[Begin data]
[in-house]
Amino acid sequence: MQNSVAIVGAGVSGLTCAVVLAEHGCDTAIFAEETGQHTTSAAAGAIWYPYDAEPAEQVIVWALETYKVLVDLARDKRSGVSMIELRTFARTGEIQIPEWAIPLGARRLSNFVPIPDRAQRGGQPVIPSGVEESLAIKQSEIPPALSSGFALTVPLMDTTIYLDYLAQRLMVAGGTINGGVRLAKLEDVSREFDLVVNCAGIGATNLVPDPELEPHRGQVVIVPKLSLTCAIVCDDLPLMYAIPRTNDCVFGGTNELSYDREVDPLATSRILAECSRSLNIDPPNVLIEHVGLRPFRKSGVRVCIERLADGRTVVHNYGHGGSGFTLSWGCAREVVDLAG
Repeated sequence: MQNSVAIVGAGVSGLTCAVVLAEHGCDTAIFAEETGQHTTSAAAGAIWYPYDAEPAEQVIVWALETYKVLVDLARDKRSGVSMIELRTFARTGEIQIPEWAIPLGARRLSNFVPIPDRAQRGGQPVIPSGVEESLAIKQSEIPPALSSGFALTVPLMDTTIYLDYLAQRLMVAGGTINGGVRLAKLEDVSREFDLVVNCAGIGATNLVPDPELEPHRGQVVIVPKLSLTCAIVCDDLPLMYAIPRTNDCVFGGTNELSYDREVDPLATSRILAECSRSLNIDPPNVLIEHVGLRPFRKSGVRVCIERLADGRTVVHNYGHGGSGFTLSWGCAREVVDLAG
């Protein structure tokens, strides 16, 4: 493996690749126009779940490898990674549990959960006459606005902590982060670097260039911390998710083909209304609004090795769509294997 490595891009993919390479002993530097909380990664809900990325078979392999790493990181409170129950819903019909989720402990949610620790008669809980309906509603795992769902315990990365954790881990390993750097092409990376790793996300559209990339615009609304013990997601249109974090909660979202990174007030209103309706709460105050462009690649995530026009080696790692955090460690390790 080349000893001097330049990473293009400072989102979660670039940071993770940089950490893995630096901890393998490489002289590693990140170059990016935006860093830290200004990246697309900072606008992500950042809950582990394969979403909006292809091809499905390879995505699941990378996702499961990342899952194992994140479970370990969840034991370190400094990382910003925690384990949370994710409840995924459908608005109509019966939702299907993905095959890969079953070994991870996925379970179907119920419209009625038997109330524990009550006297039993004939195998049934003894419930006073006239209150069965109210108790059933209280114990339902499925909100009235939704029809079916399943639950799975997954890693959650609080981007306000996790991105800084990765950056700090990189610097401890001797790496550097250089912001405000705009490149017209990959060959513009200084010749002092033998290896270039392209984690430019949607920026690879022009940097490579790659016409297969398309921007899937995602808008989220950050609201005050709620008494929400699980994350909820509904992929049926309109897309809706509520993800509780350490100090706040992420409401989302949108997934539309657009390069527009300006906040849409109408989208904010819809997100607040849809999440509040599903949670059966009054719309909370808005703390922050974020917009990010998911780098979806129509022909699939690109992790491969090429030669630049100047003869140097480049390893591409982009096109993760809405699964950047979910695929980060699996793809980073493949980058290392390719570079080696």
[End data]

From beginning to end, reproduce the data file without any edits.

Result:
[in-house]
Amino acid sequence: MQNSVAIVGAGVSGLTCAVVLAEHGCDTAIFAEETGQHTTSAAAGAIWYPYDAEPAEQVIVWALETYKVLVDLARDKRSGVSMIELRTFARTGEIQIPEWAIPLGARRLSNFVPIPDRAQRGGQPVIPSGVEESLAIKQSEIPPALSSGFALTVPLMDTTIYLDYLAQRLMVAGGTINGGVRLAKLEDVSREFDLVVNCAGIGATNLVPDPELEPHRGQVVIVPKLSLTCAIVCDDLPLMYAIPRTNDCVFGGTNELSYDREVDPLATSRILAECSRSLNIDPPNVLIEHVGLRPFRKSGVRVCIERLADGRTVVHNYGHGGSGFTLSWGCAREVVDLAG
Repeated sequence: MQNSVAIVGAGVSGLTCAVVLAEHGCDTAIFAEETGQHTTSAAAGAIWYPYDAEPAEQVIVWALETYKVLVDLARDKRSGVSMIELRTFARTGEIQIPEWAIPLGARRLSNFVPIPDRAQRGGQPVIPSGVEESLAIKQSEIPPALSSGFALTVPLMDTTIYLDYLAQRLMVAGGTINGGVRLAKLEDVSREFDLVVNCAGIGATNLVPDPELEPHRGQVVIVPKLSLTCAIVCDDLPLMYAIPRTNDCVFGGTNELSYDREVDPLATSRILAECSRSLNIDPPNVLIEHVGLRPFRKSGVRVCIERLADGRTVVHNYGHGGSGFTLSWGCAREVVDLAG
């Protein structure tokens, strides 16, 4: 493996690749126009779940490898990674549990959960006459606005902590982060670097260039911390998710083909209304609004090795769509294997 490595891009993919390479002993530097909380990664809900990325078979392999790493990181409170129950819903019909989720402990949610620790008669809980309906509603795992769902315990990365954790881990390993750097092409990376790793996300559209990339615009609304013990997601249109974090909660979202990174007030209103309706709460105050462009690649995530026009080696790692955090460690390790 080349000893001097330049990473293009400072989102979660670039940071993770940089950490893995630096901890393998490489002289590693990140170059990016935006860093830290200004990246697309900072606008992500950042809950582990394969979403909006292809091809499905390879995505699941990378996702499961990342899952194992994140479970370990969840034991370190400094990382910003925690384990949370994710409840995924459908608005109509019966939702299907993905095959890969079953070994991870996925379970179907119920419209009625038997109330524990009550006297039993004939195998049934003894419930006073006239209150069965109210108790059933209280114990339902499925909100009235939704029809079916399943639950799975997954890693959650609080981007306000996790991105800084990765950056700090990189610097401890001797790496550097250089912001405000705009490149017209990959060959513009200084010749002092033998290896270039392209984690430019949607920026690879022009940097490579790659016409297969398309921007899937995602808008989220950050609201005050709620008494929400699980994350909820509904992929049926309109897309809706509520993800509780350490100090706040992420409401989302949108997934539309657009390069527009300006906040849409109408989208904010819809997100607040849809999440509040599903949670059966009054719309909370808005703390922050974020917009990010998911780098979806129509022909699939690109992790491969090429030669630049100047003869140097480049390893591409982009096109993760809405699964950047979910695929980060699996793809980073493949980058290392390719570079080696």